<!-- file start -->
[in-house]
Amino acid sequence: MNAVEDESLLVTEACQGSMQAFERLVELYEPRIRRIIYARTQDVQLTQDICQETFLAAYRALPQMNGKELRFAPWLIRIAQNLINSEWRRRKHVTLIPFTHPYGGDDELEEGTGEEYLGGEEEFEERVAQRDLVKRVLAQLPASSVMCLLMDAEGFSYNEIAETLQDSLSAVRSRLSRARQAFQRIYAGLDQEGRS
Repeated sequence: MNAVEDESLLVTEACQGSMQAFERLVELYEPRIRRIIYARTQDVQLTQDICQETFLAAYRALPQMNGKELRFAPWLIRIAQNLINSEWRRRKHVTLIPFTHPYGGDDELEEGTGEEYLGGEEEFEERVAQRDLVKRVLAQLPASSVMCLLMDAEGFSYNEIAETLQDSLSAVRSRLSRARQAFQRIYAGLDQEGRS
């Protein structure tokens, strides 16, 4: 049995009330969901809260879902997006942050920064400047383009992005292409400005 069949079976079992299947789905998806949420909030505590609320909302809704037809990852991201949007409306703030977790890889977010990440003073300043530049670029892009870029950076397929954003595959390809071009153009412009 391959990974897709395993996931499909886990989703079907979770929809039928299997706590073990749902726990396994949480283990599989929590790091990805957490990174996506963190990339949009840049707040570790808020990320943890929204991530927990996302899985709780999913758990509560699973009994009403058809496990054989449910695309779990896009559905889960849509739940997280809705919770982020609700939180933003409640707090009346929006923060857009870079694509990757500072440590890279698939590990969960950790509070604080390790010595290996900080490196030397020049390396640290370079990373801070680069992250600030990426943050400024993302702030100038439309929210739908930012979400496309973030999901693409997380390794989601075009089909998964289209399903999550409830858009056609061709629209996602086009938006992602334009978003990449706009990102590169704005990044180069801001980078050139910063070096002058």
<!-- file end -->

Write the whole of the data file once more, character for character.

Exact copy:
[in-house]
Amino acid sequence: MNAVEDESLLVTEACQGSMQAFERLVELYEPRIRRIIYARTQDVQLTQDICQETFLAAYRALPQMNGKELRFAPWLIRIAQNLINSEWRRRKHVTLIPFTHPYGGDDELEEGTGEEYLGGEEEFEERVAQRDLVKRVLAQLPASSVMCLLMDAEGFSYNEIAETLQDSLSAVRSRLSRARQAFQRIYAGLDQEGRS
Repeated sequence: MNAVEDESLLVTEACQGSMQAFERLVELYEPRIRRIIYARTQDVQLTQDICQETFLAAYRALPQMNGKELRFAPWLIRIAQNLINSEWRRRKHVTLIPFTHPYGGDDELEEGTGEEYLGGEEEFEERVAQRDLVKRVLAQLPASSVMCLLMDAEGFSYNEIAETLQDSLSAVRSRLSRARQAFQRIYAGLDQEGRS
């Protein structure tokens, strides 16, 4: 049995009330969901809260879902997006942050920064400047383009992005292409400005 069949079976079992299947789905998806949420909030505590609320909302809704037809990852991201949007409306703030977790890889977010990440003073300043530049670029892009870029950076397929954003595959390809071009153009412009 391959990974897709395993996931499909886990989703079907979770929809039928299997706590073990749902726990396994949480283990599989929590790091990805957490990174996506963190990339949009840049707040570790808020990320943890929204991530927990996302899985709780999913758990509560699973009994009403058809496990054989449910695309779990896009559905889960849509739940997280809705919770982020609700939180933003409640707090009346929006923060857009870079694509990757500072440590890279698939590990969960950790509070604080390790010595290996900080490196030397020049390396640290370079990373801070680069992250600030990426943050400024993302702030100038439309929210739908930012979400496309973030999901693409997380390794989601075009089909998964289209399903999550409830858009056609061709629209996602086009938006992602334009978003990449706009990102590169704005990044180069801001980078050139910063070096002058």